President Obama’s budget proposal for a two-year, $54 billion extension of the temporary fix to the reimbursement rate that Medicare pays doctors is getting a mixed reception from doctors as well as legislators on Capitol Hill.
“It’s not ideal, but it’s better than what we’ve been dealing with,” says Ron Greeno, MD, SFHM, chief medical officer for Cogent Healthcare, and a member of SHM’s Public Policy Committee. “The question is, will it remain part of the budget that gets passed?”
Last year, Congress approved five temporary extensions preventing draconian rate cuts mandated by Medicare’s sustainable growth rate (SGR) formula, including a one-year, $19 billion extension passed with bipartisan support during the lame-duck session. The new proposal would further delay the cut, now at 25%, until September 2013. To pay for the patch, the budget suggests $62 billion in cuts that would transfer more of the Medicaid burden to states, recoup “erroneous” payments to insurers, and speed the process of getting generic drugs to market at the expense of major pharmaceutical companies, among other targets.
Republicans, however, have objected to the spend-now, save-later mechanism paying for the fix, with spending over two years counterbalanced by projected savings over an entire decade. And the proposal is silent on how the fix would be funded for the eight years beyond 2013, an extension the budget suggests would require an additional $316 billion.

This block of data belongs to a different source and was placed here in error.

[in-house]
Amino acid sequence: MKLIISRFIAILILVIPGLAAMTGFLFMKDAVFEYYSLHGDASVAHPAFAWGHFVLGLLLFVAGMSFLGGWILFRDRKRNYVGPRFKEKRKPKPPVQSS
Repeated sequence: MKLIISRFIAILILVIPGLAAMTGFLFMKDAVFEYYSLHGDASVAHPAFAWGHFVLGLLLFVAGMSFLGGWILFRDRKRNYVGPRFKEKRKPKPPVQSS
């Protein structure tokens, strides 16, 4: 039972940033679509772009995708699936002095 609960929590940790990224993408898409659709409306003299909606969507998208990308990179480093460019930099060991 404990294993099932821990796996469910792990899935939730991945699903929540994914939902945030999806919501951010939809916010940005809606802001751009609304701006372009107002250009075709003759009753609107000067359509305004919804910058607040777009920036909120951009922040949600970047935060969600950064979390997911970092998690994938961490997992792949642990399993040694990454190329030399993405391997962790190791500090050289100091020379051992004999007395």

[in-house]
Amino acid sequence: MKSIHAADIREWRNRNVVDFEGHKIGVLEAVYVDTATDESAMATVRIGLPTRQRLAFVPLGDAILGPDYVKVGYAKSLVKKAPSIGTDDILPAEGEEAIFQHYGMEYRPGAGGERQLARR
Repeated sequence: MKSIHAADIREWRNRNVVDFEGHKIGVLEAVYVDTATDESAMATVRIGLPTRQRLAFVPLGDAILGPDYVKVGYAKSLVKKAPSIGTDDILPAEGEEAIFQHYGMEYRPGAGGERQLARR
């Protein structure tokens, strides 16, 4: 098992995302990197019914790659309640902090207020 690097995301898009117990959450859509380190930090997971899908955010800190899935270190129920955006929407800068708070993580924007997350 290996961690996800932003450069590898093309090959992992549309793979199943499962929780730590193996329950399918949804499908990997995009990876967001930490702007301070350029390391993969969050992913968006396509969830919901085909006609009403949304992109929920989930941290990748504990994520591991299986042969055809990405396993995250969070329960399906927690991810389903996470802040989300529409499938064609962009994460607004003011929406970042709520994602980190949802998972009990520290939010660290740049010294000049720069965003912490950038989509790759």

Both Democrats and Republicans agree that the current SGR formula is unworkable. But Dr. Greeno says neither party wants to make a move that would add hundreds of billions to the debt amid heightened concern over the rising deficit.
“I think we need to change the way we pay, and I haven’t figured out exactly how,” Sen. Tom Coburn (R-Okla.) told The Hospitalist in an interview earlier this month. “But the SGR’s a joke; it’s never worked. It was a gimmick from the time it started in 1997 forward. It’s never going to work.”
Nevertheless, Republicans like Sen. Coburn have signaled that they understand allowing the rate cut to take place is untenable. “What I would tell your physicians is … they won’t see any cuts, but they’re not going to see any increases,” he said. “The country is broke.”
If Congress ultimately agrees to a two-year solution, Dr. Greeno says, it could buy the administration some wait-and-see time amid ongoing efforts aimed at repealing parts of the healthcare reform law or having it declared unconstitutional. A two-year extension also could buy more time for the Centers for Medicare & Medicaid Services’ new Center for Medicare and Medicaid Innovation to figure out how to transition out of a total fee-for-service healthcare environment. “But that,” Dr. Greeno says, “is going to take years.”